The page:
U.S. Economy Hits Speed Bumps The U.S. economy entered 2015 on the most robust streak of consumer spending in years, yet when the first growth figures for 2014 came out they underscored the lack of vigor in the current expansion.
The report offered both hope and red flags for the world’s largest economy. Households, boosted by a surge in hiring and a slide in gasoline prices, went on their biggest spending spree in almost nine years in the fourth quarter amid signs of rising consumer confidence.
But U.S. companies suffered a dual blow. Imports rose briskly as Americans bought foreign goods that were effectively made cheaper by the strengthening dollar. And the slumping world economy tamped down demand for U.S. exports. That caused the trade gap to widen, slicing a percentage point off economic growth.
Businesses also reined in capital spending, particularly on equipment, after stepping up such outlays in the spring and summer.
In effect, a pretty good report notwithstanding media headlines: strong but not too strong to scare the Fed and everybody else. Growth in the second half of the year averaged 3.8%. Final sales to domestic buyers remained very firm at 2.8% in Q4 even as they slowed from 4.1% in the prior quarter. (Chart below from Doug Short)
How about the savings from lower gas prices averaging about $60 a month for the average consumer or more than many workers have received in pay raises in years.
A survey of 4,500 consumers conducted for Visa Inc. in early January found that consumers are hanging onto roughly half of their gasoline savings. Another 25% is being used to reduce debt, while the rest is being spent on small purchases like groceries, clothing and fast food.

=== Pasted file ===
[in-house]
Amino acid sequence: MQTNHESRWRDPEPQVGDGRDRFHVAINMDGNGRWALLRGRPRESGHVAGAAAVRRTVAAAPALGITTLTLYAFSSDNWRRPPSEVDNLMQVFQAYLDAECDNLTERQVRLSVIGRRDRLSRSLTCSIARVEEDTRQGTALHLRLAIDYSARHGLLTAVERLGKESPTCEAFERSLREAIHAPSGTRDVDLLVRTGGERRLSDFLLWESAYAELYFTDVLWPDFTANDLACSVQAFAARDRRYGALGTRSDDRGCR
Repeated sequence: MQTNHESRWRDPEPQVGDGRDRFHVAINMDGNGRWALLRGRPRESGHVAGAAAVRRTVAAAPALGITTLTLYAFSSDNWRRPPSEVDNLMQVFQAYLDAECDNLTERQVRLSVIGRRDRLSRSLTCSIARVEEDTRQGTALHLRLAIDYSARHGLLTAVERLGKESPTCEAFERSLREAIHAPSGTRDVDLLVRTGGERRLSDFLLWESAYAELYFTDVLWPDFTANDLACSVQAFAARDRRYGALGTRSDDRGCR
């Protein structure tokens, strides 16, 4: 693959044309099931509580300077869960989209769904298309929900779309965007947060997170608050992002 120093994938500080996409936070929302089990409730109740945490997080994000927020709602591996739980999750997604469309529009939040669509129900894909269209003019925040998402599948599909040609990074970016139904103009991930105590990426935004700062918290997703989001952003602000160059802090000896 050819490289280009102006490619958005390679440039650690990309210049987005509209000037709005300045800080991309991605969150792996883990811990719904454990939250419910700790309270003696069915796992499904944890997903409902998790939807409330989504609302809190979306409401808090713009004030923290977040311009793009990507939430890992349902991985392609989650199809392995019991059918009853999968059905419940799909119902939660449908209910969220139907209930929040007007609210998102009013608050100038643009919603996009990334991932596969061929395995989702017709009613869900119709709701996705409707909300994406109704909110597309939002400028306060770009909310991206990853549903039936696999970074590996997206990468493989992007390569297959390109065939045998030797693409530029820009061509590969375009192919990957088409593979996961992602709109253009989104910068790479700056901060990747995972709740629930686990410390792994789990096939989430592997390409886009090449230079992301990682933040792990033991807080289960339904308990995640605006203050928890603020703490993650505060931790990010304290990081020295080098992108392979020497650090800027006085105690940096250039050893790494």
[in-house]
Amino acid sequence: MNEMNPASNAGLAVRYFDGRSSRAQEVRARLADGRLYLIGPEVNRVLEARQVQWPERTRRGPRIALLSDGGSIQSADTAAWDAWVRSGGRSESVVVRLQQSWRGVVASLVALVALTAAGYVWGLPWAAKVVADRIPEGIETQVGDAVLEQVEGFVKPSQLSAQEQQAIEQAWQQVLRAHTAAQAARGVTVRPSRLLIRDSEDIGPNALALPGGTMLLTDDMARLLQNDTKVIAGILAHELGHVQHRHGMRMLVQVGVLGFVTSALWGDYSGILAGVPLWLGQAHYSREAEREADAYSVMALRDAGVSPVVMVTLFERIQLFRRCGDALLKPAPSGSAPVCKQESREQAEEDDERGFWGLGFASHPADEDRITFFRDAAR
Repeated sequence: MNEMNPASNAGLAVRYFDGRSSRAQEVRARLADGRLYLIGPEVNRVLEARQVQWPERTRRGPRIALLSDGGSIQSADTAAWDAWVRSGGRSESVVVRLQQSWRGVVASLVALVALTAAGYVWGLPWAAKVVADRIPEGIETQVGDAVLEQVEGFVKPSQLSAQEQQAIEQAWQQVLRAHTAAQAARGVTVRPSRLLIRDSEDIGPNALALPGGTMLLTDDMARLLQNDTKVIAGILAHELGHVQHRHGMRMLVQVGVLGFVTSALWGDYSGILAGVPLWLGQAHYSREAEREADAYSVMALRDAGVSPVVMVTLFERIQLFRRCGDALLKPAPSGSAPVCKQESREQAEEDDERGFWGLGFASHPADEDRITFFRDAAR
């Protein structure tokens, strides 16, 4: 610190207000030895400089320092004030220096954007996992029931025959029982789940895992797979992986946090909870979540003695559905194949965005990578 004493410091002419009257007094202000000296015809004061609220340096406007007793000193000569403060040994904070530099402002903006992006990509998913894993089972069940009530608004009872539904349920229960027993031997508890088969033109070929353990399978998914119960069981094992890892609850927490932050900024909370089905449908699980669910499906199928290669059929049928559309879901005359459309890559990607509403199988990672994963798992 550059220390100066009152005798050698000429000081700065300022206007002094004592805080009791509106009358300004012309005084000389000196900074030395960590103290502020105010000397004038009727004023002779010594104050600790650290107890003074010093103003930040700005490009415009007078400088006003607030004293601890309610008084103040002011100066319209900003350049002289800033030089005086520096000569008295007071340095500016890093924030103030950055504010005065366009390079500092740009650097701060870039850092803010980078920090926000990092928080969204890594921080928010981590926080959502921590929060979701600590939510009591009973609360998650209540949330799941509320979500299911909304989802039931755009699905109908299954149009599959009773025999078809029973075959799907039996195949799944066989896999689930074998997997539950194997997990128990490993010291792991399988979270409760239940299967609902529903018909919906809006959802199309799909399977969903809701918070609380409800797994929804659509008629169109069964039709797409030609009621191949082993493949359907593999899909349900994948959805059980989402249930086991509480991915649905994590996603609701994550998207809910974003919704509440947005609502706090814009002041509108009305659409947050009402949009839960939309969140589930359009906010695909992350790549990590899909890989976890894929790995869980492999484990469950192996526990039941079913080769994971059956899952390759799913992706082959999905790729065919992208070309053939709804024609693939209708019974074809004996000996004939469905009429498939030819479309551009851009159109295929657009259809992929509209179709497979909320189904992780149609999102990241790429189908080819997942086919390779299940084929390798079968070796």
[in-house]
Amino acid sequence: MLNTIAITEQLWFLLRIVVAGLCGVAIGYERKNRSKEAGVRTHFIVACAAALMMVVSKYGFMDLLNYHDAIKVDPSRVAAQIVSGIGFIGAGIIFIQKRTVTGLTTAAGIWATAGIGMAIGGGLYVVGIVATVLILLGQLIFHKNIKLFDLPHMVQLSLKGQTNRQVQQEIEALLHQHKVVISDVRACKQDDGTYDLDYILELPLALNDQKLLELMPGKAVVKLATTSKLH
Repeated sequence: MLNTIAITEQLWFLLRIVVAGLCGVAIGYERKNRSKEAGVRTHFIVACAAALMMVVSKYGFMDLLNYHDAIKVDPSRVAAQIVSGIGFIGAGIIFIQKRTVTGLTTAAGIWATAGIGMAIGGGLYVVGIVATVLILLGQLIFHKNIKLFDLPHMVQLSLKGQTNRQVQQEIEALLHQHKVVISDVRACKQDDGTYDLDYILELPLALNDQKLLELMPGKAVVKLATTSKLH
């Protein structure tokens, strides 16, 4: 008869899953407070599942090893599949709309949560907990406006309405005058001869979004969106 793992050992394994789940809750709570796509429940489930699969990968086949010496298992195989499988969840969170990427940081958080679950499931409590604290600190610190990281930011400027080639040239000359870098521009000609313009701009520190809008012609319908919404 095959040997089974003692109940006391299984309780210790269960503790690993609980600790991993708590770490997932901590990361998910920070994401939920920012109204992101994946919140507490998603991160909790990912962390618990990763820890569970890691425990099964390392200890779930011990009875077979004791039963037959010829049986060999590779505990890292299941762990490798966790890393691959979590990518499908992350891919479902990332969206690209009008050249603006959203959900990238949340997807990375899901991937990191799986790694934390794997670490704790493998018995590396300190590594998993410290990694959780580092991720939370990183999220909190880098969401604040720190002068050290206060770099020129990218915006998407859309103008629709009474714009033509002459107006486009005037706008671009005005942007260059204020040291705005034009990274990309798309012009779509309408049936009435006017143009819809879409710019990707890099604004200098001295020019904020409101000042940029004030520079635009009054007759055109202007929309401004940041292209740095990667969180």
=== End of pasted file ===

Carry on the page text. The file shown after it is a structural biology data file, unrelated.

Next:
“We haven’t seen the extra savings from lower gas prices translate into additional discretionary consumer spending,” said Ajay Banga , chief executive of MasterCard Inc., on a conference call Friday to discuss quarterly earnings.
- Both Visa and MasterCard said in earnings reports last week that consumers spent more money on their credit cards and debit cards in the fourth quarter, but the lower gas prices put a lid on the companies’ growth rates.
- Nominal consumer spending grew at a 3.7% annual rate in Q4 versus 4.2% in the third quarter. Excluding energy-related purchases, nominal spending grew at a 4.9% rate in the fourth quarter, down from 5.5% in the third quarter.
- In real terms, the 4.3% Q4 annual rate was the fastest since 2006.
- Spending in restaurants have surged as this CalculatedRisk chart shows:
Perhaps a larger part of the spending is paid cash.
The report noted that sentiment is up 20% since July—just as oil prices start to swoon. Importantly, the gains over the past half year were as large for households earning less than $75,000 as they were for consumers making more than that.
Initial claims for unemployment insurance dropped to 265,000 during the week ended January 24 from 308,00 during the prior week, revised from 307,000. It was the lowest level of claims since April 2000. Adjusting for the timing of the Martin Luther King holiday may have been a factor in the decline, according to a government spokesman. The four-week moving average of initial claims declined to 298,500. During the last ten years there has been a 76% correlation between the level of claims and the m/m change in nonfarm payrolls.
Employers Not Seeing Pressure to Lift Wages Falling unemployment isn’t putting much pressure on U.S. companies to boost compensation for their workers.